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Poor lung drug sales hit GSK in first-quarter, CEO wary on M&A

A British Airways airplane flies past a signage for pharmaceutical giant GlaxoSmithKline (GSK) in London April 22, 2014. REUTERS/Luke MacGre
A British Airways airplane flies past a signage for pharmaceutical giant GlaxoSmithKline (GSK) in London April 22, 2014. REUTERS/Luke MacGre

By Ben Hirschler

LONDON (Reuters) - GlaxoSmithKline posted a 10 percent fall in quarterly sales on Wednesday, highlighting some of the industry pressures behind last week's decision to trade more than $20 billion of assets with Swiss rival Novartis

.

Amid a frenzy of M&A in the healthcare sector - including a potential $100 billion bid by Pfizer for AstraZeneca - GSK Chief Executive Andrew Witty said he much preferred targeted deals like the tie-up with Novartis.

Asked if GSK could consider a "white knight" counterbid for AstraZeneca, he declined to comment specifically but he told reporters in a conference call that such broad-based deals were "distracting".

The company's performance in the three months ended March was hit by disappointing sales of its top-selling lung drug Advair in the United States, where sales fell 20 percent following reduced reimbursement coverage.

Sales of its new respiratory drug Breo have also been slower than anticipated due to delays in payer coverage, although GSK expects things to improve from next month.

GSK shares fell 1.5 percent by 1230 GMT. Deutsche Bank analyst Mark Clark said the worse-than-expected sales performance and the dropping of explicit sales growth guidance would lead to analysts question their profit assumptions.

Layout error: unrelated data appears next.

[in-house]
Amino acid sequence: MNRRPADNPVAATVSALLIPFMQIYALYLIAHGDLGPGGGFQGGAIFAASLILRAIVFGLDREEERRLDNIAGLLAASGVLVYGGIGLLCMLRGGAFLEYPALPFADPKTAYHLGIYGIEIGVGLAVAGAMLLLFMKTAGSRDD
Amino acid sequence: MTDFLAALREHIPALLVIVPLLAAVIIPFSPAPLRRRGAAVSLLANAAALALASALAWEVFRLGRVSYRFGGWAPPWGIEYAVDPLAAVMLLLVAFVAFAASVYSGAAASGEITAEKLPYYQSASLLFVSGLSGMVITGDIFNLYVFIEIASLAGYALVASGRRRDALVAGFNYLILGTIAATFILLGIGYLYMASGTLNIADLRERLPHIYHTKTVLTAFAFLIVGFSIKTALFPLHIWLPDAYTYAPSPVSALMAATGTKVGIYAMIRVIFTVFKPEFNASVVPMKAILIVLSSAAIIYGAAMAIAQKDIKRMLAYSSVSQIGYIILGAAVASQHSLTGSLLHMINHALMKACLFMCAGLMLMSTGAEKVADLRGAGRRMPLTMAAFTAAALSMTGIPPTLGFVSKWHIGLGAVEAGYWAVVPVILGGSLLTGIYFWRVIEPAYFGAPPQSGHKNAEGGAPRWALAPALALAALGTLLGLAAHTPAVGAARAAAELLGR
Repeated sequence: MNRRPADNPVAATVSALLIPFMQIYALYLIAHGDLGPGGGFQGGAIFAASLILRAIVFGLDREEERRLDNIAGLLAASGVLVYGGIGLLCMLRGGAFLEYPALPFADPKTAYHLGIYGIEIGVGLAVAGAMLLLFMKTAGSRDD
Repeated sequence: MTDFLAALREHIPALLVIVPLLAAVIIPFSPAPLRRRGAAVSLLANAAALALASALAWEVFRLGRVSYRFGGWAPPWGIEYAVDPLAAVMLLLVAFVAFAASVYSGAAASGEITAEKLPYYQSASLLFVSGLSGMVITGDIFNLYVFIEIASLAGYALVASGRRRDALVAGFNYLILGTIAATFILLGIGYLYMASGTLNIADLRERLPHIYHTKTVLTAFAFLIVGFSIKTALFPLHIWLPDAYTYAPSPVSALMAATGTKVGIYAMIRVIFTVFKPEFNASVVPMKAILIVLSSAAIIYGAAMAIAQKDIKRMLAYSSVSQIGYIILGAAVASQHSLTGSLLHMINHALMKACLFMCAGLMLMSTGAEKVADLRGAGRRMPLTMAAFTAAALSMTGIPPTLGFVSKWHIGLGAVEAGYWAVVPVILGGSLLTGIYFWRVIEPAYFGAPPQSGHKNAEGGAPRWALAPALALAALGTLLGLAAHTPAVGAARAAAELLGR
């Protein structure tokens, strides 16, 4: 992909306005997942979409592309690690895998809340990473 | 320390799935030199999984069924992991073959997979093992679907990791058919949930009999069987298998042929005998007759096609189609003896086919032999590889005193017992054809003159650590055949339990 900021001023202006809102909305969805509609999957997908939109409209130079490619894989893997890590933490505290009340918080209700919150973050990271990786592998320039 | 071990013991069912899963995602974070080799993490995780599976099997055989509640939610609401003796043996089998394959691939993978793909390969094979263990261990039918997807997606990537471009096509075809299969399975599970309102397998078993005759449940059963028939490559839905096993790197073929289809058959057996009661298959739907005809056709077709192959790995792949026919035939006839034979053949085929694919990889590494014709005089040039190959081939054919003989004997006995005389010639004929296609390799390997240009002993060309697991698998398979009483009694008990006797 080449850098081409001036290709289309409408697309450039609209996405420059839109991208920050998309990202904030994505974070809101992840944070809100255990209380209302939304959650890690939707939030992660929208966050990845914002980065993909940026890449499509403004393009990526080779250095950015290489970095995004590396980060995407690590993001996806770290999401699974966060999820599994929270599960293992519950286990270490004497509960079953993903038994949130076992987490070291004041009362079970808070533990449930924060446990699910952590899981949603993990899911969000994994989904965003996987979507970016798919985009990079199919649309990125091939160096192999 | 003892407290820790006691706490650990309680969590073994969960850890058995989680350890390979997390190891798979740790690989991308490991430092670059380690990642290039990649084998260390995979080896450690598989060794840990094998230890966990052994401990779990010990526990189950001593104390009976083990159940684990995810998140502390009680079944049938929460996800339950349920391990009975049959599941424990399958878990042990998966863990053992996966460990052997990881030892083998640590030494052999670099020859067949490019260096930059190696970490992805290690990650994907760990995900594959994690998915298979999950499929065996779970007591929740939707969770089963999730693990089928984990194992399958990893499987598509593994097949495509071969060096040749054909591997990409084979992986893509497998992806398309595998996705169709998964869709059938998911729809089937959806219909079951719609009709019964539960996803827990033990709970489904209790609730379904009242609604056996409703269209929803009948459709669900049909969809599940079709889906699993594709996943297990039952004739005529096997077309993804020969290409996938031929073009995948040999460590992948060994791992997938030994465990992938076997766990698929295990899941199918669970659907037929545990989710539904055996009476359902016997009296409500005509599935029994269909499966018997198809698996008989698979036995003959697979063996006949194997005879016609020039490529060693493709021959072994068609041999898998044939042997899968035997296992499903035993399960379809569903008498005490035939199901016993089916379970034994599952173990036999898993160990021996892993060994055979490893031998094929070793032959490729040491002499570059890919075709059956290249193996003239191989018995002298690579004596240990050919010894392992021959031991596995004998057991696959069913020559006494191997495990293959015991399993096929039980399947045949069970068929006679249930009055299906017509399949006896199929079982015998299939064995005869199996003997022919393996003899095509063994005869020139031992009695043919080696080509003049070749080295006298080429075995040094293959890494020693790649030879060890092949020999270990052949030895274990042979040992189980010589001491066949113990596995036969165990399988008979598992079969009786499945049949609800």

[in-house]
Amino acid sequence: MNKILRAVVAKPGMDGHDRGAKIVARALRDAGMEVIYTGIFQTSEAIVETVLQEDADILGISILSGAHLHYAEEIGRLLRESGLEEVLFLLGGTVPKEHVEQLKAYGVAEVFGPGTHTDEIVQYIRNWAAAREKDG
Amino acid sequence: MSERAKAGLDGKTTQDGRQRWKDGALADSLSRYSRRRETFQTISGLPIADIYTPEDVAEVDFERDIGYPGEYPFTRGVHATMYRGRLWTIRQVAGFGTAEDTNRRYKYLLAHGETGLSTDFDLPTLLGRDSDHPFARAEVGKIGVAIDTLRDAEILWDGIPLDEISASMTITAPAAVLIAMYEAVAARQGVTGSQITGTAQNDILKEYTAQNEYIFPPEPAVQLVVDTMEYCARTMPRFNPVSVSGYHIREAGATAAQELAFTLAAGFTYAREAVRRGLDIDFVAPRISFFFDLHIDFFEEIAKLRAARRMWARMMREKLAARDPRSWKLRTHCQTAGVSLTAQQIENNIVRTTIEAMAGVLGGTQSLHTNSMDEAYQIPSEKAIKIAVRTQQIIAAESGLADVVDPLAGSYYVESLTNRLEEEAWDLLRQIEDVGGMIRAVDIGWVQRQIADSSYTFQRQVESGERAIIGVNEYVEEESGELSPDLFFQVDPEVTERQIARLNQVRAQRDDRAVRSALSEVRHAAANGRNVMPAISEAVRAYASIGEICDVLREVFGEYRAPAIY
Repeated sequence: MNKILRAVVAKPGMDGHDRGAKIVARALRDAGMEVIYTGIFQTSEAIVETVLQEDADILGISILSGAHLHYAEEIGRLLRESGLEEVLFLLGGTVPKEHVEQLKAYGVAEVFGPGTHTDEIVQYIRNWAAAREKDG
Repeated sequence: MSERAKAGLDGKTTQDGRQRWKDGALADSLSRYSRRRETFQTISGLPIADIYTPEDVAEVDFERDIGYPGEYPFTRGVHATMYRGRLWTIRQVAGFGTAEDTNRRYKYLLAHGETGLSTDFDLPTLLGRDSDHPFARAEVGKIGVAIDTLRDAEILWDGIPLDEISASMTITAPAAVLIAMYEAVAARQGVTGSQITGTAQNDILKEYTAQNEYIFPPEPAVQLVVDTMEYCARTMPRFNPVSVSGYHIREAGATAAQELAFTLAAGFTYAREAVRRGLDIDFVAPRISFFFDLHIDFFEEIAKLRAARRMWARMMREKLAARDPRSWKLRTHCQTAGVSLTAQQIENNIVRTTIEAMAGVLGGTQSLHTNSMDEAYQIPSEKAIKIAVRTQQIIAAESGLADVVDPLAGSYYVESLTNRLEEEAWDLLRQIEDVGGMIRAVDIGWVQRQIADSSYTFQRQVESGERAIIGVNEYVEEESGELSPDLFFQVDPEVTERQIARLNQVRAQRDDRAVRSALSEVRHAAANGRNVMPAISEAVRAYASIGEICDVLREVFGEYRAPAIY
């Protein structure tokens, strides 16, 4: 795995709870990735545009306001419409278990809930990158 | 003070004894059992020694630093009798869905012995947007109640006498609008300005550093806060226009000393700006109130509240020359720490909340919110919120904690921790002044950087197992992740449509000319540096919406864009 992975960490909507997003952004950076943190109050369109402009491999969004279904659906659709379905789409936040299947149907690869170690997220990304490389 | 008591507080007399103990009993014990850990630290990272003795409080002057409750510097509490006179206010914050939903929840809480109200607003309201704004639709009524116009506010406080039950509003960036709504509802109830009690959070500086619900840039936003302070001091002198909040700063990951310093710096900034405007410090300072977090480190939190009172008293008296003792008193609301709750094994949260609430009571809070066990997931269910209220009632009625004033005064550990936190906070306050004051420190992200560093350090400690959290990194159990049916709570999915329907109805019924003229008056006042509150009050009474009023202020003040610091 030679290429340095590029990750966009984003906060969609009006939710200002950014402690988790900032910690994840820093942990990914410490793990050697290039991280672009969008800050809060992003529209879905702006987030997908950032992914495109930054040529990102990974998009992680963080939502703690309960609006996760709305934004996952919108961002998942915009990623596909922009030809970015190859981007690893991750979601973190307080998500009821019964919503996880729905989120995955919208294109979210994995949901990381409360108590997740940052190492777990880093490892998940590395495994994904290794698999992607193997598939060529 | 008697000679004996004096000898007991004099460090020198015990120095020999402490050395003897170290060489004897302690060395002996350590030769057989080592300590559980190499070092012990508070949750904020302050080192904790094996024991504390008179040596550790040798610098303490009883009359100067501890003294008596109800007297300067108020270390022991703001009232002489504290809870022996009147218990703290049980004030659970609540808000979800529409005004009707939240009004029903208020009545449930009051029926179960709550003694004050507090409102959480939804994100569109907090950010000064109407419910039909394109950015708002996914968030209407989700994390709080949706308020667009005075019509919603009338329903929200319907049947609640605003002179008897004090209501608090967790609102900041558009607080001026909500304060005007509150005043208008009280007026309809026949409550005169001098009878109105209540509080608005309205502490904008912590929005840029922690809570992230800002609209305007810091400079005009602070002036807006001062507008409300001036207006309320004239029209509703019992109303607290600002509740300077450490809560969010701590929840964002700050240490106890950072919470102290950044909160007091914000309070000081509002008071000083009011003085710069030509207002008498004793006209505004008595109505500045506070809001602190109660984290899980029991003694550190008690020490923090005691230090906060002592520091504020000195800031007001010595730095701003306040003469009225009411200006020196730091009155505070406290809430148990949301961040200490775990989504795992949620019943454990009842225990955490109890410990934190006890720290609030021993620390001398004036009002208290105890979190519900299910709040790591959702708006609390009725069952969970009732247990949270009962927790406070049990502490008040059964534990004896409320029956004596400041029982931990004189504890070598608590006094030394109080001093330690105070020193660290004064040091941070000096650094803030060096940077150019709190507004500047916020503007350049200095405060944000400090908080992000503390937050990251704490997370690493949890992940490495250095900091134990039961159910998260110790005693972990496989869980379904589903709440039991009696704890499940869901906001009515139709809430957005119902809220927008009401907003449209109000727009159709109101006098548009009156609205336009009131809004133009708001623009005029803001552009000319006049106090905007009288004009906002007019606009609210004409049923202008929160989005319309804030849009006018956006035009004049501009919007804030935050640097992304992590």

Reported sales in the first quarter, which were impacted by the strength of sterling, totaled 5.61 billion pounds ($9.45 billion), generating "core" earnings per share down 20 percent at 21.0 pence.

Analysts, on average, had forecast sales of 5.84 billion pounds and core EPS, which excludes certain items, of 20.7 pence, according to Thomson Reuters.

GSK said it still expected sales to grow over the year in constant exchange rate terms, after a 2 percent decline on this basis in the first quarter, but it is no longer giving a specific figure. Previously it had predicted 2 percent growth.

The company reiterated its target of increasing 2014 EPS by between 4 and 8 percent.

In addition to the weak Advair performance, GSK also continued to be held back by difficulties in China, where sales fell 20 percent from a year ago, following a damaging bribery scandal that broke last July.

The global drugs industry is having to contend with increasing pressure on healthcare spending, prompting a wave of restructuring as companies seek to focus on areas of strength and exit those where they lack the scale to compete.

CEO Witty aims to do that via his recent deal with Novartis to sell its cancer drugs and buy most of the Swiss group's vaccines, with the two firms also creating an $11 billion-a-year consumer health business.

The revamp means GSK in future will get 70 percent of sales from its franchises in respiratory medicines, HIV, vaccines and non-prescription consumer health.

($1 = 0.5936 British Pounds)

(Editing by Kate Kelland and Mark Potter)

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